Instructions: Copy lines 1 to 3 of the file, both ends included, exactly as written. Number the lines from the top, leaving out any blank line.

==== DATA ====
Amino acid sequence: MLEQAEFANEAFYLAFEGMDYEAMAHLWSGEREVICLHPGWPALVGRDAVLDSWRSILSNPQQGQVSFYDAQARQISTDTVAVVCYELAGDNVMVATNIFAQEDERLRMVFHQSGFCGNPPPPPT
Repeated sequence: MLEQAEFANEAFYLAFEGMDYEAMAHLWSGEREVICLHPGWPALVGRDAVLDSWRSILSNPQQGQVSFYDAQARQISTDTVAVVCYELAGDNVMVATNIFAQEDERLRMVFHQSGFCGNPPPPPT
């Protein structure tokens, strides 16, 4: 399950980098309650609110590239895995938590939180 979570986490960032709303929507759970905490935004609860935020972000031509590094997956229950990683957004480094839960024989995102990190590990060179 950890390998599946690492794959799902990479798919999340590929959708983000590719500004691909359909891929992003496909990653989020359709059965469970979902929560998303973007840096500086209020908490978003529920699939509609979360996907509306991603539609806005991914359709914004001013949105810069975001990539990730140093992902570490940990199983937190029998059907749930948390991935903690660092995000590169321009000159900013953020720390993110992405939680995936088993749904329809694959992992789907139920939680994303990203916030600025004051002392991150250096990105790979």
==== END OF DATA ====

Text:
Amino acid sequence: MLEQAEFANEAFYLAFEGMDYEAMAHLWSGEREVICLHPGWPALVGRDAVLDSWRSILSNPQQGQVSFYDAQARQISTDTVAVVCYELAGDNVMVATNIFAQEDERLRMVFHQSGFCGNPPPPPT
Repeated sequence: MLEQAEFANEAFYLAFEGMDYEAMAHLWSGEREVICLHPGWPALVGRDAVLDSWRSILSNPQQGQVSFYDAQARQISTDTVAVVCYELAGDNVMVATNIFAQEDERLRMVFHQSGFCGNPPPPPT
């Protein structure tokens, strides 16, 4: 399950980098309650609110590239895995938590939180 979570986490960032709303929507759970905490935004609860935020972000031509590094997956229950990683957004480094839960024989995102990190590990060179 950890390998599946690492794959799902990479798919999340590929959708983000590719500004691909359909891929992003496909990653989020359709059965469970979902929560998303973007840096500086209020908490978003529920699939509609979360996907509306991603539609806005991914359709914004001013949105810069975001990539990730140093992902570490940990199983937190029998059907749930948390991935903690660092995000590169321009000159900013953020720390993110992405939680995936088993749904329809694959992992789907139920939680994303990203916030600025004051002392991150250096990105790979």